Weather Forecast


Pharmacy bill allows foreign

AP Photo Sen. Byron Dorgan, D-N.D., center, and Sen. Debbie Stabenow, D-Mich., left, holds up examples of prescription drugs during a news conference about the Pharmaceutical Market Access and Drug Safety Act, Wednesday, in Washington on Capitol Hill.

Sen. Byron Dorgan, D-N.D. introduced the Pharmaceutical Market Access and Drug Safety Act Wednesday, which seeks to allow prescription drugs from other countries to be imported into the United States.

The bipartisan legislation, introduced by Dorgan and Sens. Olympia Snowe, R-Maine, John McCain, R-Ariz., and Debbie Stabenow, D-Mich., hopes to help lower prescription drug costs throughout the country.

"This is a common sense measure that will save both everyday Americans and the federal government billions of dollars, and improve the overall health of millions of people," Dorgan said. "The U.S. consumers are paying the highest prices in the world for prescription drugs, and that's unfair."

Bob Treitline, owner and pharmacist at ND Pharmacy in Dickinson said the new federal legislation has its heart in the right place, but it's important patient safety remains the No. 1 concern.

"Do we have concerns? Absolutely. Do we want cheaper drugs? Absolutely," Treitline said. "Sometimes you can't always have your cake and eat it too."

Trietline said there is a definite concern regarding the quality of drugs that would come in, but if there was FDA oversight it could be a good move.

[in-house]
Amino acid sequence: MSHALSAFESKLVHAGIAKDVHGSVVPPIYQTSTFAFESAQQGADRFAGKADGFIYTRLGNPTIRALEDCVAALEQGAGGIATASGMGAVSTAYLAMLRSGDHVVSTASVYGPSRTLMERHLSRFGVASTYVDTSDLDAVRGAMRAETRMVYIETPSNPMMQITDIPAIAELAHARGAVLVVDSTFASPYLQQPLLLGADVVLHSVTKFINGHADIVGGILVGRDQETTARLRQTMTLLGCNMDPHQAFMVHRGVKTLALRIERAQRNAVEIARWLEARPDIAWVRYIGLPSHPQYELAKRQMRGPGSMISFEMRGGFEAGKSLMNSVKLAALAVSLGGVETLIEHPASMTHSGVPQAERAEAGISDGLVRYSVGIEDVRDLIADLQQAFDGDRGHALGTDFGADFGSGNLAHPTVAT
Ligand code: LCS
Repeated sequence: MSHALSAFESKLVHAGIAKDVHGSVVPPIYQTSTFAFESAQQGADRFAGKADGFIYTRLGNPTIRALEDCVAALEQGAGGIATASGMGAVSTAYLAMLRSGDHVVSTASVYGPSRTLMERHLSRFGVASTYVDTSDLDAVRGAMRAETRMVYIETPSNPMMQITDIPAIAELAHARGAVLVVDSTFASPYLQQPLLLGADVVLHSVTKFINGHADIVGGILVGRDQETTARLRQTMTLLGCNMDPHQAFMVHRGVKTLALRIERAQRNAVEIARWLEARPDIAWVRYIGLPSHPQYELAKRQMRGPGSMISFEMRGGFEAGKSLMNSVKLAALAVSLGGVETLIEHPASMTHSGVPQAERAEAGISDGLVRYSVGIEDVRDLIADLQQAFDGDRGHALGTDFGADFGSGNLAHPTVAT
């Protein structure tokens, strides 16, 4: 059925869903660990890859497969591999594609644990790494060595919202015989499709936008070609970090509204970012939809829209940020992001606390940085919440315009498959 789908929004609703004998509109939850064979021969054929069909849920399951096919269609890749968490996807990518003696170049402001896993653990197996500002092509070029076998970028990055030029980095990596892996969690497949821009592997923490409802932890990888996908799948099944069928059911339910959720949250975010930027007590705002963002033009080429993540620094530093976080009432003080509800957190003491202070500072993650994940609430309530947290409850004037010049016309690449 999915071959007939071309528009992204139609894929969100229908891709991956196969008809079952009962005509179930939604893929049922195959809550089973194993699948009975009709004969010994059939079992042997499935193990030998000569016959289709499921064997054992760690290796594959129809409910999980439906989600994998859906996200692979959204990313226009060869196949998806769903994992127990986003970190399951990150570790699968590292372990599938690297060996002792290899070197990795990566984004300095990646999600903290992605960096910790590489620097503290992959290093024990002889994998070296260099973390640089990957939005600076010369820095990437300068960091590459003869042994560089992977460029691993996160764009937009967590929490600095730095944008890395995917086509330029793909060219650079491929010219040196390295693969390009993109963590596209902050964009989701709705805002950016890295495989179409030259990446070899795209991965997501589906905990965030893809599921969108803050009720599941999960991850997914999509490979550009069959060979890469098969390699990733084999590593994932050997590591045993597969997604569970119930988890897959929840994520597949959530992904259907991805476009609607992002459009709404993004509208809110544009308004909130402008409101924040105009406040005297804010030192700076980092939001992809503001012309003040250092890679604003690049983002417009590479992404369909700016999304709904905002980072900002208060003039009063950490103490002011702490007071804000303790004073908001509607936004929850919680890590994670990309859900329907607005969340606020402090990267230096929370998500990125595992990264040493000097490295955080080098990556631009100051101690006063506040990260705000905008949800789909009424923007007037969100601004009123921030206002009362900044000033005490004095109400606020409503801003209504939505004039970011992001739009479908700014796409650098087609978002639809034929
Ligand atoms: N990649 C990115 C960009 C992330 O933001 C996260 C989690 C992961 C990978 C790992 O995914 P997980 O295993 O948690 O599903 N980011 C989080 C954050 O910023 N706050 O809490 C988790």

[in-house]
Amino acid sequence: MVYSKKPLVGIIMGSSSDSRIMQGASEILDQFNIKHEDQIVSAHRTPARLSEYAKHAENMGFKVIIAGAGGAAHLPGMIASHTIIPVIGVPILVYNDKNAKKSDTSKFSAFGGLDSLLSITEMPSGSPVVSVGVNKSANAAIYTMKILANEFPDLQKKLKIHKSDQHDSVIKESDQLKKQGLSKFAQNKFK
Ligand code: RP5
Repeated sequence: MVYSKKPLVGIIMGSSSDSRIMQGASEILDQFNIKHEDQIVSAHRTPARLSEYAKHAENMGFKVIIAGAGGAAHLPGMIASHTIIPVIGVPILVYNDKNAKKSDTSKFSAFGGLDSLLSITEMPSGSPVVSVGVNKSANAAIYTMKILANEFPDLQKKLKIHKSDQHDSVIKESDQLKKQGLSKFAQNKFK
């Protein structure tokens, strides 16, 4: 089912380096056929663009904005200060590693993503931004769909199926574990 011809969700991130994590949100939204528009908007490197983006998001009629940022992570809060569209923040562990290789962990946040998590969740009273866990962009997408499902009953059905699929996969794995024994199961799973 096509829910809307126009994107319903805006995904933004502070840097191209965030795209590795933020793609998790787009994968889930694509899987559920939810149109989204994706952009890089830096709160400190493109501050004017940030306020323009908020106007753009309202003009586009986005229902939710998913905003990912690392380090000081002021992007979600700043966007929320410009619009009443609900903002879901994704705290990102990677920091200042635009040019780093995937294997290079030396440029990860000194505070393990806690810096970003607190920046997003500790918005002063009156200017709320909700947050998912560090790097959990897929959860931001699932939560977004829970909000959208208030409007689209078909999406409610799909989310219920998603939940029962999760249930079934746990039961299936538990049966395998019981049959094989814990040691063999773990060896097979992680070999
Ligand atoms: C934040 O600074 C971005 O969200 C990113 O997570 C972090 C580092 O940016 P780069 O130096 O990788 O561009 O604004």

"We have the protection of the FDA and if there's one bunch of folks I trust, it's those guys," Treitline said.

Dorgan said the move would force pharmaceutical companies in the United States to lower their prices to compete with the identical, less-expensive FDA-approved drugs coming into the U.S. from other countries.

The bill would allow U.S.-licensed pharmacies and drug wholesalers to import FDA-approved medications from not only Canada, but also Europe, Australia, New Zealand and Japan.

Prices in those countries are 35 to 55 percent lower than in the U.S. and the bill's goal is to pass those savings onto the American consumer. According to the Congressional Budget Office the bill would save consumers $50 billion in the next decade and the federal government would save $10 billion.

"For far too long Americans have seen health care costs -- especially prescription drug costs -- increase year after year," McCain said. "Re-importation legislation would allow access to safe and effective prescription drugs at much lower prices than are available in the United States. If enacted, the legislation will provide the much needed relief to American families, especially seniors and others on fixed incomes, who are facing tough economic times."

Treitline said if you look at certain economic factors, the influx of out-of-country drugs could have the opposite effect.

If the supply isn't enough to meet the demand coming from the U.S., Treitline said, the theory of supply and demand could come into play, raising the price of the cheaper drugs.

Treitline said in the end, he doesn't think re-importation is the answer, but it's good the government is considering its options.

"We'd all like to have cheaper drugs. ... but I think we have to get a balance and I don't think re-importation is the answer," Treitline said. "I have to applaud them for looking at all the avenues we can to lower the healthcare costs in the U.S."